Malignant melanoma arising in a nevus spilus
- Author(s): Angit, C;
- Khirwadkar, N;
- Azurdia, R M
- et al.
Published Web Locationhttps://doi.org/10.5070/D36gf6001x
Malignant melanoma arising in a nevus spilus1. Dermatology
C Angit1, N Khirwadkar2, R M Azurdia1
Dermatology Online Journal 17 (4): 10
Royal Liverpool and Broadgreen University Hospitals NHS Trust, Liverpool, United Kingdom
Malignant melanoma arising within a nevus spilus is rare. Nevus spilus is characterized by darkly pigmented macules and papules with background hyperpigmention. We report a 65-year-old woman who presented with a melanoma arising in a nevus spilus that had been present since birth.
Malignant melanoma arising within a nevus spilus is rare. Nevus spilus is characterized by darkly pigmented macules and papules with background hyperpigmention .
|Figure 1||Figure 2|
A 65-year-old woman was referred to our dermatology department for a suspicious pigmented lesion over her lower back. This lesion was present since birth and she had noticed a recent change in it with darkening of the pigmentation. She had skin type III. Her past medical history included chronic obstructive airway disease, osteoarthritis, hypertension, and psoriasis.
Examination revealed a large nevus spilus measuring 9 cm x 3 cm with a 5 mm black nodule on the upper border of this nevus (Figure 1) affecting the mid-lower lumbar area of the back. Dermatoscopic examination showed a blue-grey veil, irregular pigment network with dots and globules - highly suggestive of a malignant melanoma. The nodule was excised immediately.
Excisional biopsy (Figure 2) showed an asymmetrical melanocytic lesion consisting of junctional and dermal nests of atypical melanocytes. The melanocytes showed moderate cytological atypia with eosinophilic nucleoli. Nuclei with irregular nuclear contours were present. The mitotic activity was low. The appearances were those of a superficial spreading malignant melanoma in vertical growth phase with a Breslow thickness of 1.1 mm and Clark level III.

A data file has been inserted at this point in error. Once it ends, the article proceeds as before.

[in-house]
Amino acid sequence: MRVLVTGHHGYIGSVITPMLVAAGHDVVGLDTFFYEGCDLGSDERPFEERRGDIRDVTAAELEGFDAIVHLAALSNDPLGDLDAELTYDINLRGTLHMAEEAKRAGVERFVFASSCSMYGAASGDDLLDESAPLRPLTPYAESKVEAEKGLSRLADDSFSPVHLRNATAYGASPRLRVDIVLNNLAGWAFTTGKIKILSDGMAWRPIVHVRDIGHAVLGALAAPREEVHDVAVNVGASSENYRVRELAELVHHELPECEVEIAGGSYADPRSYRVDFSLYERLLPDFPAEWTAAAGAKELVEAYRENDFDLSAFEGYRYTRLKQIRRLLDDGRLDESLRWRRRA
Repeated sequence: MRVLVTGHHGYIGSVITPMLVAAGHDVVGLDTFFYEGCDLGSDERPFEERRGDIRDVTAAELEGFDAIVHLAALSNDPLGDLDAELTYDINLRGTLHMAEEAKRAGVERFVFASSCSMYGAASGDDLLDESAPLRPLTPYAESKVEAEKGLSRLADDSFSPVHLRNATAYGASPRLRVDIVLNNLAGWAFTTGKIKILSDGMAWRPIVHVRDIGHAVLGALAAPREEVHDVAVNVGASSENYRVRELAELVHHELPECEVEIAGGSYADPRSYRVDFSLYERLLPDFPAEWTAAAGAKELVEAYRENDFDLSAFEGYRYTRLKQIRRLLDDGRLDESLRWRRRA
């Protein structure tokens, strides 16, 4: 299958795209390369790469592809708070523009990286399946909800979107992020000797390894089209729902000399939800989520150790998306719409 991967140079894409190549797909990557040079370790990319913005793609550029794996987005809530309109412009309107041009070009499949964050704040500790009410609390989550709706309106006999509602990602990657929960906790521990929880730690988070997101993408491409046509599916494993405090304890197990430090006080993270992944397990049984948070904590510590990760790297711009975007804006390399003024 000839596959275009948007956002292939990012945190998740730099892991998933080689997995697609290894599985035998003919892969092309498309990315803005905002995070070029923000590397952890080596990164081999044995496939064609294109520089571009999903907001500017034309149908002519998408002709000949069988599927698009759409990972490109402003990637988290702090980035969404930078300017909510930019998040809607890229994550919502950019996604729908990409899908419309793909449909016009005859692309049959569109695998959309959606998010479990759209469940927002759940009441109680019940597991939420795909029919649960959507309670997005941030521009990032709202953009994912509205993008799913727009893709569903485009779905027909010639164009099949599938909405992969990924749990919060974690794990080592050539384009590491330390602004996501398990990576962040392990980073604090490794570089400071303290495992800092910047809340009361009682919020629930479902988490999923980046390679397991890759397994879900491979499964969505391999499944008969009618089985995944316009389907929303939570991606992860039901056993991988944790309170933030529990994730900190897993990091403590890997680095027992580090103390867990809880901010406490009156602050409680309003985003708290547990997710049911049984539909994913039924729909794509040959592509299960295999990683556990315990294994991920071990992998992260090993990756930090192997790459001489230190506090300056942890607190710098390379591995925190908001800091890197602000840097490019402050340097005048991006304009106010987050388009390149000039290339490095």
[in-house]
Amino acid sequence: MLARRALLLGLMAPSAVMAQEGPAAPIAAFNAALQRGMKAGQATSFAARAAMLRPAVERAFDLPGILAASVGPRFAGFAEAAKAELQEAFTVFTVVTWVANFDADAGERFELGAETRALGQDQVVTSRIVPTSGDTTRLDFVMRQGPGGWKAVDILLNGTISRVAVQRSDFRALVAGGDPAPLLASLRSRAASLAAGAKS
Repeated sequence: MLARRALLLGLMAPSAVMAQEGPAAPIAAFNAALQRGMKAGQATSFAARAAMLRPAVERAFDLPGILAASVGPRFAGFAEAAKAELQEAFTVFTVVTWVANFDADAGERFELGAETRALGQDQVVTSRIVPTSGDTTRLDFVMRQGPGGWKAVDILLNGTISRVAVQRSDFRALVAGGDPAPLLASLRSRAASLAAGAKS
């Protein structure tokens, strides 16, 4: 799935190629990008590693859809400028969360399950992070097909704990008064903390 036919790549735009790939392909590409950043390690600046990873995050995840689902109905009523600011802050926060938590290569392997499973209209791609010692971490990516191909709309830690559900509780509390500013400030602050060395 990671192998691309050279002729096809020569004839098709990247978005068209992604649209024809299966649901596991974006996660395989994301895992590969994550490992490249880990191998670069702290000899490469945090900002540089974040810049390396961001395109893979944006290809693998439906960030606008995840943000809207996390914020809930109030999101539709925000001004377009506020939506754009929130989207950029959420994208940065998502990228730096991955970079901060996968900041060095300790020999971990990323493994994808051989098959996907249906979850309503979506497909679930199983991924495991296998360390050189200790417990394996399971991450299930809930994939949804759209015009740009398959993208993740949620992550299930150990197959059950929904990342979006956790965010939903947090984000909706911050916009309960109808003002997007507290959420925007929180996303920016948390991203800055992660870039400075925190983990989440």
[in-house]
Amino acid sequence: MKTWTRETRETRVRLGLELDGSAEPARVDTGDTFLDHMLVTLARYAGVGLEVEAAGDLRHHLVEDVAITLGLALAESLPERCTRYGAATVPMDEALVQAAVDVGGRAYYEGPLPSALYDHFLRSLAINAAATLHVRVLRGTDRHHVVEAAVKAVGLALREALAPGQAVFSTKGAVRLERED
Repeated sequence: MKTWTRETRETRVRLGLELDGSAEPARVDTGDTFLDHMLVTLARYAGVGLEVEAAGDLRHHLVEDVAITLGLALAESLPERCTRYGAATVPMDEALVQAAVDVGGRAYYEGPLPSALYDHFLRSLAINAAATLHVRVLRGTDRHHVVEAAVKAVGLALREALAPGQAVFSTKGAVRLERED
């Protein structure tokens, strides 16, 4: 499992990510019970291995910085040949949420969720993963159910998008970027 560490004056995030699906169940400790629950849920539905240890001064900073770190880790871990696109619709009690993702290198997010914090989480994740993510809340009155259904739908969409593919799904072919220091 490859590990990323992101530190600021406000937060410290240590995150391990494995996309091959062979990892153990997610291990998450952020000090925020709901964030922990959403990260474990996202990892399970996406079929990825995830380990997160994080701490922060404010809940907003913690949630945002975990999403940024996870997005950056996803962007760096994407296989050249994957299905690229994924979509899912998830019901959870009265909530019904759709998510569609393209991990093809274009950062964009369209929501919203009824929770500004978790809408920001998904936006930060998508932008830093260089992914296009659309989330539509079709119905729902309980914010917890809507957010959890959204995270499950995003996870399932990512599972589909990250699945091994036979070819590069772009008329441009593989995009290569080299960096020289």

Malignant melanoma arising within a nevus spilus is rare. Nevus spilus is characterized by darkly pigmented macules and papules with background hyperpigmention . Nevus spilus does not appear to be a significant risk marker for melanoma. There was no significant difference in the prevalence of nevus spilus between patients with cutaneous melanoma and controls taken from general dermatology outpatients (5 out of 105; 4.5% vs. 14 of 106; 2.3%) respectively . In addition, another observational study reported 2 patients among 946 patients with nevus spilus had transformed into melanoma .
The multistep process of neoplasia has been postulated in the development of melanoma from nevus spilus . A close follow-up by sequential digital dermatoscopy and excision of lesions with dynamic changes may assist in the early detection of melanoma as suggested by an observational clinical study in which adult patients with unilateral segmental nevus spilus were monitored .
Based on the observations of the case reported, the potential of melanoma arising in nevus spilus must be considered. Patients with nevus spilus do not require regular clinic follow up but should be advised to monitor for any changes in their nevi by following the ABCD mole-watching advice.
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